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Self-Consistent Simulation of the Brownian Stage of Dust GrowthIt is a widely accepted view that in proto-planetary accretion disks the collision and following sticking of dust particles embedded in the gas eventually leads to the formation of planetesimals (coagulation). For the smallest dust grains, Brownian motion is assumed to be the dominant source of their relative velocities leading to collisions between these dust grains. As the dust grains grow they eventually couple to the turbulent motion of the gas which then drives the coagulation much more efficiently. Many numerical coagulation simulations have been carried out to calculate the fractal dimension of the aggregates, which determines the duration of the ineffective Brownian stage of growth. Predominantly on-lattice and off-lattice methods were used. However, both methods require simplification of the astrophysical conditions. The aggregates found by those methods had a fractal dimension of approximately 2 which is equivalent to a constant, mass-independent friction time. If this value were valid for the conditions in an accretion disk, this would mean that the coagulation process would finally 'freeze out' and the growth of a planetesimal would be impossible within the lifetime of an accretion disk. In order to investigate whether this fractal dimension is model independent, we simulate self-consistently the Brownian stage of the coagulation by an N-particle code. This method has the advantage that no further assumptions about homogeneity of the dust have to be made. In our model, the dust grains are considered as aggregates built up of spheres. The equation of motion of the dust grains is based on the probability density for the diffusive transport within the gas atmosphere. Because of the very low number density of the dust grains, only 2-body-collisions have to be considered. As the Brownian stage of growth is very inefficient, the system is to be simulated over long periods of time. In order to find close particle pairs of the system which are most likely to undergo a collision, we use a particle-in-cell (PIC) method for the early stages of the simulation where the system is still very homogeneous and a tree method later when the particles are more clustered.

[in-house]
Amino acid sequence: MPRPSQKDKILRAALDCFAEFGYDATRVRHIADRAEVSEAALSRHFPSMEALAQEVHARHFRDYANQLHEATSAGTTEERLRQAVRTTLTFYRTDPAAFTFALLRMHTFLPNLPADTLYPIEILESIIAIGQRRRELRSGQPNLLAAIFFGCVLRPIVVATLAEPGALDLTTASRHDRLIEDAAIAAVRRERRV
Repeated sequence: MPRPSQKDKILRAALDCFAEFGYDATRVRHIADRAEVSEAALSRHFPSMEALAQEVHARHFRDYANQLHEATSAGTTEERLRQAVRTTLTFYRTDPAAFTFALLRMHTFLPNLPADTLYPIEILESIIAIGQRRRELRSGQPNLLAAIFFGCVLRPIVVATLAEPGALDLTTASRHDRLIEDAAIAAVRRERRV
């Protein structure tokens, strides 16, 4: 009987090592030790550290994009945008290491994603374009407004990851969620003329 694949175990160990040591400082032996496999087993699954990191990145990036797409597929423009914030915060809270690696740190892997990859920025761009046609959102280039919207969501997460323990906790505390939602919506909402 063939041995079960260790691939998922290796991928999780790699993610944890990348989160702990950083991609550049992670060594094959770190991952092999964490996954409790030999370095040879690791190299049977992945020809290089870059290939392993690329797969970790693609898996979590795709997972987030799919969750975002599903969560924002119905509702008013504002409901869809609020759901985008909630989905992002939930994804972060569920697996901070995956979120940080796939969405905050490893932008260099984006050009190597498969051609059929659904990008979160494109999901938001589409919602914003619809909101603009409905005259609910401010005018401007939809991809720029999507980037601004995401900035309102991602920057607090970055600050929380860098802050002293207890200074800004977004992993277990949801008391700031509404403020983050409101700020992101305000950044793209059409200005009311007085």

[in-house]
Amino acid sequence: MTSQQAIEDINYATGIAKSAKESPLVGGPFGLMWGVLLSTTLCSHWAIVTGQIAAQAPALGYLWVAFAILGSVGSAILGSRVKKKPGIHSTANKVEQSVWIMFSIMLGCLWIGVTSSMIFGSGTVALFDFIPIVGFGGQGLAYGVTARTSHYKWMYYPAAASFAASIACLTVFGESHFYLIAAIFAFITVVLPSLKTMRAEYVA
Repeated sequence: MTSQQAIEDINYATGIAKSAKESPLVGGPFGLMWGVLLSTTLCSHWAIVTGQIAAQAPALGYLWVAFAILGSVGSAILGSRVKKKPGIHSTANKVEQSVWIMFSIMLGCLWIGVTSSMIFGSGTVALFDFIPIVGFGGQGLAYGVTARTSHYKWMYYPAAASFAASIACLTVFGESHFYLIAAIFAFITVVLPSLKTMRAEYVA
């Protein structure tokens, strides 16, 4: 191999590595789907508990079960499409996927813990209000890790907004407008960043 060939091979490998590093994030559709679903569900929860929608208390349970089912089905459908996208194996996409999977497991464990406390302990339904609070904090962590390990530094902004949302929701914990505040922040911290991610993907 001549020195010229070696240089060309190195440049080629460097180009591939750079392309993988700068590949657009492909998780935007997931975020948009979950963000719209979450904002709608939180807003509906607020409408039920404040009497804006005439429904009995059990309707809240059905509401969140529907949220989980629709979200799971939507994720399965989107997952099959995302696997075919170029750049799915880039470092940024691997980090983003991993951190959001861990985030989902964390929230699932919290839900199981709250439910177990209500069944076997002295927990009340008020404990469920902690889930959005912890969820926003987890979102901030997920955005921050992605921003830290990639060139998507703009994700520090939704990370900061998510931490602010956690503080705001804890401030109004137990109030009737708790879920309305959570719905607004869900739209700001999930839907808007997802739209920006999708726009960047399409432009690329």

Document ID
Acquisition Source
Ames Research Center
Document Type
Conference Paper
Kempf, S.
(Max-Planck-Inst., Jena Gera, Germany)
Pfalzner, S.
(Max-Planck-Inst., Jena Gera, Germany)
Henning, Th.
(Max-Planck-Inst., Jena Gera, Germany)
Date Acquired
August 17, 2013
Publication Date
October 1, 1996
Publication Information
Publication: From Stardust to Planetesimals: Contributed Papers
Subject Category
Accession Number
Funding Number(s)
Distribution Limits
Work of the US Gov. Public Use Permitted.
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